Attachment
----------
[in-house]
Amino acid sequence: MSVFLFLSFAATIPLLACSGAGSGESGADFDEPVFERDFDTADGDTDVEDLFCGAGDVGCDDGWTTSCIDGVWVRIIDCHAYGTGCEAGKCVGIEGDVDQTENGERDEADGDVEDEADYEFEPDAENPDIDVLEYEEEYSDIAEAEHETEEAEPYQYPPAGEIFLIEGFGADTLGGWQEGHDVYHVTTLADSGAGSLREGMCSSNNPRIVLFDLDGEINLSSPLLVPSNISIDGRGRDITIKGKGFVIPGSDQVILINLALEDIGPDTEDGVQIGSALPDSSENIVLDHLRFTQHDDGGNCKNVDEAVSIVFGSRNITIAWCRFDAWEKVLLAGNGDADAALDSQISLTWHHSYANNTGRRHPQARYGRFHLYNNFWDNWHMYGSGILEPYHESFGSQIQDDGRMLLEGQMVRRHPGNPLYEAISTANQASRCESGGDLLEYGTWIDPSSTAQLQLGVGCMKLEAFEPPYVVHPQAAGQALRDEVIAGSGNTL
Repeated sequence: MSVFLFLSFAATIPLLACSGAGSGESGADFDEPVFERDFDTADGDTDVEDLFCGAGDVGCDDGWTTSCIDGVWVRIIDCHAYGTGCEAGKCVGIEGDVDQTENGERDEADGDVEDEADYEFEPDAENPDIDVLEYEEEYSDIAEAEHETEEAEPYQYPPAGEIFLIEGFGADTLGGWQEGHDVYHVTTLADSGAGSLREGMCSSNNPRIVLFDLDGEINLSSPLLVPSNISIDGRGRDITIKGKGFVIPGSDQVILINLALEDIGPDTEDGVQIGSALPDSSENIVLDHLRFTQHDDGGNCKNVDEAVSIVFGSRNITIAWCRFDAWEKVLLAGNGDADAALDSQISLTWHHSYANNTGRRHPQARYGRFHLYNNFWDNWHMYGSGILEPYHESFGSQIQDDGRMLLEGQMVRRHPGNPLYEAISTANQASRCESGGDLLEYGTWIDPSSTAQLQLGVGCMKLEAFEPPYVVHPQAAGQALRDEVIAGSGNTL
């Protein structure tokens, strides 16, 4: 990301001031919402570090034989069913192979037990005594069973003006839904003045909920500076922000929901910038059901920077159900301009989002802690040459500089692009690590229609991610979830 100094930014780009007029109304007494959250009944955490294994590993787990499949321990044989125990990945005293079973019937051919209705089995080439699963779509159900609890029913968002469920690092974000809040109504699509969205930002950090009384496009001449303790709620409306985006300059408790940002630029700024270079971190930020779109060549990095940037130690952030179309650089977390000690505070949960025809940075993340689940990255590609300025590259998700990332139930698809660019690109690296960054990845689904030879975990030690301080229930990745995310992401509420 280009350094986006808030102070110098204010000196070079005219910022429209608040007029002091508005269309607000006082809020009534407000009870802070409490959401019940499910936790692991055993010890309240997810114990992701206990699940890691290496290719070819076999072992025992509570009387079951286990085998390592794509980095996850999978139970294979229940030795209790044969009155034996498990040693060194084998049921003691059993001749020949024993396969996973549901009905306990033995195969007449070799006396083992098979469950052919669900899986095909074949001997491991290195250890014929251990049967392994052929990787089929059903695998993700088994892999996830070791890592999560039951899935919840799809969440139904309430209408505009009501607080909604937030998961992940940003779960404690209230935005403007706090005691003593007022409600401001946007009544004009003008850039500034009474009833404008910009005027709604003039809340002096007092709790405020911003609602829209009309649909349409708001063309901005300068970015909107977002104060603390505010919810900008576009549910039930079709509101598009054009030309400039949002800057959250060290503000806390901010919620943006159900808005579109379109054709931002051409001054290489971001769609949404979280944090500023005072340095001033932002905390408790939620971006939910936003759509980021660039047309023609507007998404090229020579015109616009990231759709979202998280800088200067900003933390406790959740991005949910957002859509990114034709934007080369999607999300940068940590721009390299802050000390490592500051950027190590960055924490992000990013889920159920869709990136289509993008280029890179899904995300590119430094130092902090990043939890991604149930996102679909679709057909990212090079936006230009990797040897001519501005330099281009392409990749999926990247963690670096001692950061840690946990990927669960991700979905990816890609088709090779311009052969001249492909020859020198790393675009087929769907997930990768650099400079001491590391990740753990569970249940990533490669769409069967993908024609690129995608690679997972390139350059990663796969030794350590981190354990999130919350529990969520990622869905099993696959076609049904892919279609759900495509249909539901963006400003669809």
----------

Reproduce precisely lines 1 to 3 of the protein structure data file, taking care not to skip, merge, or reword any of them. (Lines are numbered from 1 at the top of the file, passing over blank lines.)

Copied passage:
[in-house]
Amino acid sequence: MSVFLFLSFAATIPLLACSGAGSGESGADFDEPVFERDFDTADGDTDVEDLFCGAGDVGCDDGWTTSCIDGVWVRIIDCHAYGTGCEAGKCVGIEGDVDQTENGERDEADGDVEDEADYEFEPDAENPDIDVLEYEEEYSDIAEAEHETEEAEPYQYPPAGEIFLIEGFGADTLGGWQEGHDVYHVTTLADSGAGSLREGMCSSNNPRIVLFDLDGEINLSSPLLVPSNISIDGRGRDITIKGKGFVIPGSDQVILINLALEDIGPDTEDGVQIGSALPDSSENIVLDHLRFTQHDDGGNCKNVDEAVSIVFGSRNITIAWCRFDAWEKVLLAGNGDADAALDSQISLTWHHSYANNTGRRHPQARYGRFHLYNNFWDNWHMYGSGILEPYHESFGSQIQDDGRMLLEGQMVRRHPGNPLYEAISTANQASRCESGGDLLEYGTWIDPSSTAQLQLGVGCMKLEAFEPPYVVHPQAAGQALRDEVIAGSGNTL
Repeated sequence: MSVFLFLSFAATIPLLACSGAGSGESGADFDEPVFERDFDTADGDTDVEDLFCGAGDVGCDDGWTTSCIDGVWVRIIDCHAYGTGCEAGKCVGIEGDVDQTENGERDEADGDVEDEADYEFEPDAENPDIDVLEYEEEYSDIAEAEHETEEAEPYQYPPAGEIFLIEGFGADTLGGWQEGHDVYHVTTLADSGAGSLREGMCSSNNPRIVLFDLDGEINLSSPLLVPSNISIDGRGRDITIKGKGFVIPGSDQVILINLALEDIGPDTEDGVQIGSALPDSSENIVLDHLRFTQHDDGGNCKNVDEAVSIVFGSRNITIAWCRFDAWEKVLLAGNGDADAALDSQISLTWHHSYANNTGRRHPQARYGRFHLYNNFWDNWHMYGSGILEPYHESFGSQIQDDGRMLLEGQMVRRHPGNPLYEAISTANQASRCESGGDLLEYGTWIDPSSTAQLQLGVGCMKLEAFEPPYVVHPQAAGQALRDEVIAGSGNTL